It was just a question. Why do you consider it trolling?

Road for a route between towns. Street in a residential area. Don't you know anything?
-- Reason to smile: Every 7 minutes of every day, someone in an aerobics class pulls a hamstring.
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Nothing to see here, folks. Move along...
On 3/13/2016 4:03 PM, Mr Macaw wrote:

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Don't toppost.

d> wrote:

ote:

een it

you know

-- Her face was a perfect oval, like a circle that had its two other sides gently compressed by a Thigh Master.
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https://en.wikipedia.org/wiki/Interrobang
wrote:

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On 3/14/2016 7:22 AM, Robert Green wrote:

speaker) went through my thesis painstakingly correcting every (erroneous) "doubled consonant" that I had used.
Then, lectured me on the rules regarding same.
(did I mention *I* was the "native English speaker"??)
I simply <shrugged> and said, "When in doubt, I figure one MORE is better than one LESS...".
As a result of that chastisement, I am now equally likely to double when I shouldn't -- or fail to double when I *should*!
[Amusingly, some words I consistently get right -- e.g., dessert and desert]
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desert]
Occasionally I spell occasionally as occassionally. (-: Sssss. I had to develop a mnemonic - the word "Casio" is embedded in the correct spelling. Fluorescent was much harder but breaks into Flu Ore Scent. Can't ask for a handier mnemonic (well, it could actually make sense).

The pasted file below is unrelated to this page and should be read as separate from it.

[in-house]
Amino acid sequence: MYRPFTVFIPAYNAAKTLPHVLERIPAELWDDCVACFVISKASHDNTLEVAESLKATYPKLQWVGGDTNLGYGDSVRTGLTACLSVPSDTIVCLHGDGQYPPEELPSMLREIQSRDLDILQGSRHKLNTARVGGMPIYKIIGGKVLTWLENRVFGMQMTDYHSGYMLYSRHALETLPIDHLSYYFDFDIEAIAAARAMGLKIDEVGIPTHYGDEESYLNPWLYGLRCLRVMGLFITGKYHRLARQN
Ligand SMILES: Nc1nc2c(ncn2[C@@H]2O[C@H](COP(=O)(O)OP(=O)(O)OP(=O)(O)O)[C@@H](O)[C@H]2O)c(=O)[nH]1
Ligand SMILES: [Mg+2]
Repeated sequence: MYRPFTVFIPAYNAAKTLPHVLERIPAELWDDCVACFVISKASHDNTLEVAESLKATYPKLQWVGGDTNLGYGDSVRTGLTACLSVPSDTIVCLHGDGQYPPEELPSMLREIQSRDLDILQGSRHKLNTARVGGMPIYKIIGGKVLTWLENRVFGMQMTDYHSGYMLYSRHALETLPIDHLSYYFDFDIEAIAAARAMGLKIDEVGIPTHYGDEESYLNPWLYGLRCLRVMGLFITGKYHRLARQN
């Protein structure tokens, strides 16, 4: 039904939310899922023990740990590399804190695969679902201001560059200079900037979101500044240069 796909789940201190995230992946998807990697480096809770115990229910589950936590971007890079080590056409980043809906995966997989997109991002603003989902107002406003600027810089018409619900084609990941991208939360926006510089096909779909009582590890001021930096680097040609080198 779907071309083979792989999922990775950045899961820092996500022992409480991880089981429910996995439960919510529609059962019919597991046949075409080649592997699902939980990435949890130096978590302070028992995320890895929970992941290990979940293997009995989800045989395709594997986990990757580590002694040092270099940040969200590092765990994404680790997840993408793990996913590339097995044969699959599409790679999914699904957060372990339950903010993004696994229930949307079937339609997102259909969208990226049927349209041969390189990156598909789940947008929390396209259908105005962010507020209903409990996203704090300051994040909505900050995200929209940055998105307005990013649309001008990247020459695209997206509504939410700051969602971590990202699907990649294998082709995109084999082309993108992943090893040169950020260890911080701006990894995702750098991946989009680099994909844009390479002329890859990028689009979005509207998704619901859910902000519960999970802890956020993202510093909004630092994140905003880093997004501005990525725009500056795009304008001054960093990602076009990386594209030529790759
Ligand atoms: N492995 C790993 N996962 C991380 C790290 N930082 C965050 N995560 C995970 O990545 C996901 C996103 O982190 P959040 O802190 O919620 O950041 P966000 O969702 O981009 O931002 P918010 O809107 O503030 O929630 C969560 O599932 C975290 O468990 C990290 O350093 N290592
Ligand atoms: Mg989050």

--
Bobby G.



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On 3/14/2016 8:48 AM, Robert Green wrote:

I let "oc[c]ASSionally" be the red flag for me.
I remember "not flour" when writing fluorescent.
I had a relation who lived at #356 (which I remembered as "not 365").
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On 03/14/2016 04:07 PM, Don Y wrote:
[snip]

I had some trouble with "believe" until I thought about it having LIE in it.
BTW, when I use NOT in mnemonic devices, it's usually the r's-1 (radix-1) complement, so NOT 365 is 634 (note that each digit adds up to 9).
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On Monday, March 14, 2016 at 5:57:34 PM UTC-5, Mark Lloyd wrote: